Monday, 6 April 2009


Hello there, hope you are all well, ots been a while but Bolivia has been action pàcked..

As most of you know by now the most common way to journey about SA is to take a bus, I have never seen such an extensive bus network, very impressive and most locals wont fly due to cost...this is why when you speak to people who fly about SA internally they will scream about the airport taxes theory is that they are always there but not revealed by many western airlines..

So back to buses, broken down by country here are my thoughts on the buses and what you get for your money:

Brazil: Buses seemed realtively modern but companies like Pluma have buses that should have been decommisioned years ago, in true form we had the pleasure to experience one that had an aircon unit above your head that screeched every time the thermostat kicked in and the best part was the dirty stinky toilet that conveniently blew smells into the cabin of the bus! All in all the buses in Brazil were average but not the best, they were overpriced for the long haul trips over 10 hours compared to other countries.

In most countries you get the seating choice of semi-karma, karma and executive. What you get at each leavel ranges from a seat that reclines somewhat and no meal, to a seat that reclines very well for sleep and a basic meal and drinks to finally the executive that provides leather seats, horizontal recline, great food and they will stop at a restaurant for your dinner!

In Australia or England I never could have imagined doing a 17 hour bus ride but here it is amazing how quickly you get used to catching buses, making yourself comfortable, sleeping and dealing with the specialities the locals come up with (and there are many 5 people to 3 seats is not uncommon!).

Argentina: in My experience probably the most efficiently run and best buses in SA are in Argentina, they run like clock work, everyone has an allocated seat and you cant get on without solid identification (you would think thi sis a given but read Bolivia below). We got a nice upgrade to Executive from Buenos Aires to Mendoza, the seats were virtually flat and they stopped at a restaurant and paid for our dinner!

Bolivia: Ok so once you dribble over the border from Argentina into Bolivia things begin to change drastically, good buses apprently exist but we havent be exposed to too many. It seems gringos (non SA people) pay for their ticket and hope to get a seat where as the locals can comfortably board most buses with no allocated seat or can start to see how things get stolen..

Ok so worst bus experience was in Bolivia: 12 hour over night bus trip from Uyuni to La Paz the capital. Prior to baording the bus the ladies in the booking office were joking about the probability of us getting our day packs stolen (usually contains your most valuable items). So to prepare for this I had a chat with a few Israelis, Irish, Scots, English and Aussies and we all agreed we would stick together and keep eyes open. So we hop on this bus which form the exterior looked pretty solid and we all made our way to the back (no allocated seats) and got seated, we locked our day packs at our feet and tied them to the under part of the seat and then put one leg through the strap as a final resort (this was after concealing all of our paper valuables, passports memory cards for photos etc under our clothing)..we were ready! So the bus cruises off and we quickly discovered that in Southern bolivia the roads arent sealed so the apprently strong bus started to rattle and shake tremendously, the seats were shaking like a dodgy massage chair on overdrive, crazy stuff. As this progressed anyone sitting aisle side was cooked by the heat in teh cabin and anyone window side were cold as the cold air started to creep in. Naturally there were a few worried faces as the bus started to sway here and there and reverse in sections where it couldnt pass! So onwards from here the lights in the cabin go out and we started to slow down and pick up every viallage person who wanted to get on and sure enough they started to make their way to the back of the cabin and talked loudly where people were trying to sleep in the crazy conditions. Mike and Sole a cool english couple we had met were behind us and we agreed that Mike and I would sit aisle side to wait for the locals. Soon enough the locals started to sit in teh aisle around our feet and hands were moving about in the dark near our bags but we were ready and quickly moved to removed..after some knees and elbows they got the message and moved down the bus. Ok so all was going fine and then 2am it was time to change to another bus! So gringos moved very fast off the bus to secure our bags coming out of the under carriage..all sorted we were doing well! Finally we got on a freezing bus for the final few hours to La Paz - we made it safely but in hindsight it came from sticking together and working as a group...I can easily see how single people or even couples can have their bags picked off by distraction...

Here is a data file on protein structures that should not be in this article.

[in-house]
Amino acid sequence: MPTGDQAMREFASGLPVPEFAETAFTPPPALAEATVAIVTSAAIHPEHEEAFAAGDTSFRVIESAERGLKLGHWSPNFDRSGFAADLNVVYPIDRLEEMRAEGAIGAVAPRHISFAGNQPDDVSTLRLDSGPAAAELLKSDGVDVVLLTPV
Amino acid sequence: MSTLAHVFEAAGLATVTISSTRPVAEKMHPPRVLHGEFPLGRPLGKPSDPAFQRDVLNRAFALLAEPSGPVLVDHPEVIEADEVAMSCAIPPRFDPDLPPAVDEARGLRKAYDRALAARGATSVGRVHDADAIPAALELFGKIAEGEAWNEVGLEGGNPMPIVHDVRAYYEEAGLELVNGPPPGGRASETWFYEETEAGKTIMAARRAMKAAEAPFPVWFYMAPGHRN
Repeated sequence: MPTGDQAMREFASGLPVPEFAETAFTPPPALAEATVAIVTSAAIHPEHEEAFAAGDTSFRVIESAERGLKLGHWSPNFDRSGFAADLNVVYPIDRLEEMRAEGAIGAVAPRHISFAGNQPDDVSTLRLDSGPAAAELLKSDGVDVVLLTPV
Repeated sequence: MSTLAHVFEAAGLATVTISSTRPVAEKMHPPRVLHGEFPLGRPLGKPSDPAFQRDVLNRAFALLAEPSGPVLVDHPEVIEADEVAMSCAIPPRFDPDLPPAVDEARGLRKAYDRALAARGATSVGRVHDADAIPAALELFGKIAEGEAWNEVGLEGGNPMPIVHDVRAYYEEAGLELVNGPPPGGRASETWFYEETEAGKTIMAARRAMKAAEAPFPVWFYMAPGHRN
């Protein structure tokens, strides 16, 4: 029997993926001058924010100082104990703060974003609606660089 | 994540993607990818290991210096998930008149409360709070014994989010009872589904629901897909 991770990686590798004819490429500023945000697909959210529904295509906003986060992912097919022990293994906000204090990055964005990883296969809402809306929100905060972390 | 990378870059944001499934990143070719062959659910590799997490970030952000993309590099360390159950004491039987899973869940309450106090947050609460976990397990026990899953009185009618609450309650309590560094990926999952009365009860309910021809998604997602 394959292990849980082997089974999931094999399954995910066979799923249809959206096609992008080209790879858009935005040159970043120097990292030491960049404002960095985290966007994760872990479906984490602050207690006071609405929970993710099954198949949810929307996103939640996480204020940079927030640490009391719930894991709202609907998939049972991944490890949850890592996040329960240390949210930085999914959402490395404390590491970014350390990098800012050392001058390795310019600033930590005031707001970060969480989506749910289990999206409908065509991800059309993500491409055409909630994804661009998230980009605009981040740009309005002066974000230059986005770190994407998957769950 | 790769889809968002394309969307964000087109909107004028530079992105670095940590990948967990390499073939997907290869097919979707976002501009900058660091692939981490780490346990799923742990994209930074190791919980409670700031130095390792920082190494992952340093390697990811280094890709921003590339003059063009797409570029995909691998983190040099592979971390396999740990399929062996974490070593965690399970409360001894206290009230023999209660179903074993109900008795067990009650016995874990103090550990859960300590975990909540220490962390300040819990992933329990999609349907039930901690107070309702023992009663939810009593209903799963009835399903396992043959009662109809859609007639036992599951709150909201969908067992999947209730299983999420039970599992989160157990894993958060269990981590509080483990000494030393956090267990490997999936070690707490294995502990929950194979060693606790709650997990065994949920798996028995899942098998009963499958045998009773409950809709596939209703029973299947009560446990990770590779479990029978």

Off for our Macchu Picchu Trek briefing...speak soon!

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